Your Restaurant Promiscuity Is Out of Control
How social media is making, and breaking, our neighborhood restaurants
The Dirty Flat Top Burger at The Friendly
We used to be regulars. We would find a restaurant we liked, and show up again and again. Small-restaurant owners focused on making a positive impression, developing long-term relationships with customers, and counting on their repeated patronage to survive.
But in the age of social media, nothing is regular. Eating at a restaurant more than once hurts your social cachet. Hunting new restaurants is the sport now (thus why Yelp has a “Hot and New” filter). The thrill of the new has replaced the reliable pleasure of the not-as-new. We go to a restaurant once, maybe twice, snap our photos, document the experience, and move on.
There is no long-term relationship. We speed-date restaurants. We one-night-stand chefs and owners. Our restaurant promiscuity has become a badge of esteem. Look at my Instagram account. I’m guilty, regardless of whether it’s my job or not.
We don’t have this sort of promiscuity with other businesses. We find a dry cleaner we like, and we use it over and over for years. Same with dentists. The dry cleaner and dentist are lucky that there’s nothing sexy about what they do. We don’t move from one dentist to another so that we can document their teeth cleanings on our Insta.
Restaurants have the burden of being far, far sexier. Social media users depend on photos of restaurants’ awesome short ribs and churros to build their own “brand.” And the only way to build that “foodie” brand is to check off as many restaurants as possible, to document your hyper travels from dish to dish to dish to dish. We used to rain money down on our favorite restaurants, helping their bottom line, but now we sprinkle our pocket change all over town.
Matt Gordon, chef-owner of Urban Solace and Solace & The Moonlight Lounge, is sitting in my living room. I’ve known Matt for a while. He’s not a complainer. He doesn’t peddle the woe-is-me. His restaurants have benefited from social media (Those sticky buns! That duckaroni!). Over coffee, he’s simply refreshingly honest about the difficulties of running a restaurant. And what he sees right now, in talking to his restaurateur friends, is troubling.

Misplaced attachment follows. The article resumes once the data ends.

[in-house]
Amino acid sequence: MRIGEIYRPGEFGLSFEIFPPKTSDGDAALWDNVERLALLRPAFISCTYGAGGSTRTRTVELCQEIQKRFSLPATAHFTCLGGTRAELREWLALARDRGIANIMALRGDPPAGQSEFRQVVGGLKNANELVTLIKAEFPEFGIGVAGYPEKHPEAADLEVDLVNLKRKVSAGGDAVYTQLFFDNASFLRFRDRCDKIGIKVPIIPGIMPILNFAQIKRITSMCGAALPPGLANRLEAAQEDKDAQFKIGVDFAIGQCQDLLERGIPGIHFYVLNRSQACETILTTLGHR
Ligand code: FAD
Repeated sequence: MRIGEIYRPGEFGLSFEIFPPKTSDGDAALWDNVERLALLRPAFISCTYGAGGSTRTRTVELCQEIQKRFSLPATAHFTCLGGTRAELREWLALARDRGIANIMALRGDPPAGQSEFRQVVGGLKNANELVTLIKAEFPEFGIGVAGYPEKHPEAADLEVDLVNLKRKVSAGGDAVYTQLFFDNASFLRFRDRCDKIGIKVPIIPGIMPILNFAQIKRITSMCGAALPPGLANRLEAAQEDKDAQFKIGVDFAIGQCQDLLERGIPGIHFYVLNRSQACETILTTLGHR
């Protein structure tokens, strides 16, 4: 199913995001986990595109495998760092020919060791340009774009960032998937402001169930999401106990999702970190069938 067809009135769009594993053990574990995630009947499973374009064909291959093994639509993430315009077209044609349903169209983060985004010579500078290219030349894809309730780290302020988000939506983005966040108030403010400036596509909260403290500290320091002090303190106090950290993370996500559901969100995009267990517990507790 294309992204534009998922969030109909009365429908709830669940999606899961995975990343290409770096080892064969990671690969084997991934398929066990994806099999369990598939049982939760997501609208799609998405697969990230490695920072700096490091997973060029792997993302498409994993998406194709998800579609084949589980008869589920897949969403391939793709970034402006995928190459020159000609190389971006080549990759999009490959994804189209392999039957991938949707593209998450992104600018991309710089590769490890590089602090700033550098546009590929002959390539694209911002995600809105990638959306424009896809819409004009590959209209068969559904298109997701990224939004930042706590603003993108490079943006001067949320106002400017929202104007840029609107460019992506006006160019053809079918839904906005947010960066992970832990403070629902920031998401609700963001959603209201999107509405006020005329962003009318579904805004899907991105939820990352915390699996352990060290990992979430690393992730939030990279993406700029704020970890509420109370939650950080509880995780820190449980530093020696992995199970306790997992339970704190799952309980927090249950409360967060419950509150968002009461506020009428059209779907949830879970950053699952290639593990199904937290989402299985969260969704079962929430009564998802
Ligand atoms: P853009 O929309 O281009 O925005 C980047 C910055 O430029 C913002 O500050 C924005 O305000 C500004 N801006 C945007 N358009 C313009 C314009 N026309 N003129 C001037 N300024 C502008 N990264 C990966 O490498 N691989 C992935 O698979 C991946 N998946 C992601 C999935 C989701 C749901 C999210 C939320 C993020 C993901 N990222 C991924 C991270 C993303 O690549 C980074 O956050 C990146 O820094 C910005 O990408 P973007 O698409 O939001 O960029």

“I really wish people had a list of five neighborhood restaurants they enjoy,” he says. “Put that list on their fridge and say, ‘I need to support these people with my money.’ Because otherwise a lot of the neighborhood restaurants are going to go out.’”
We both acknowledge social media’s power to attract customers. But there’s also a downside, and that has a lot to do with fetish. Instagram fetishizes dishes. When the internet latches onto a dish, when the likes and shares soar (like this “Unicorn Shake” at Crème & Sugar), that food becomes a must-try. It becomes the equivalent of the Eiffel Tower or the Statue of Liberty. Everyone feels an intense need to go to it, snap their photo, check it off their list.
In San Diego, Instagram fetishized the burger at The Balboa, then the “freakshakes” at Facing East (the Convoy restaurant has since stopped serving them, because Instagram made them far too popular and the profit margins on them were far too small), then the “Dirty Flat Top Burger” at The Friendly.
All of them are worthy, and all that attention was great for those small-business owners. But sooner or later their social-media hit will be replaced by another. The food internet will move on. The burgers and the shakes will still be excellent, but your post about it won’t, because it will be the 9,000th time that post has been done.
So what’s the solution? Ideally, the promiscuity will return to saner levels. Instead of having relationships only with the new and the viral, we’ll realize the value in having a relationship with a local business owner. We will support them by returning. By not always newing. Sure, chase the hot new thing. But also support, repeatedly, the great older thing run by a person who built a good thing for a neighborhood.
Give restaurant monogamy a try.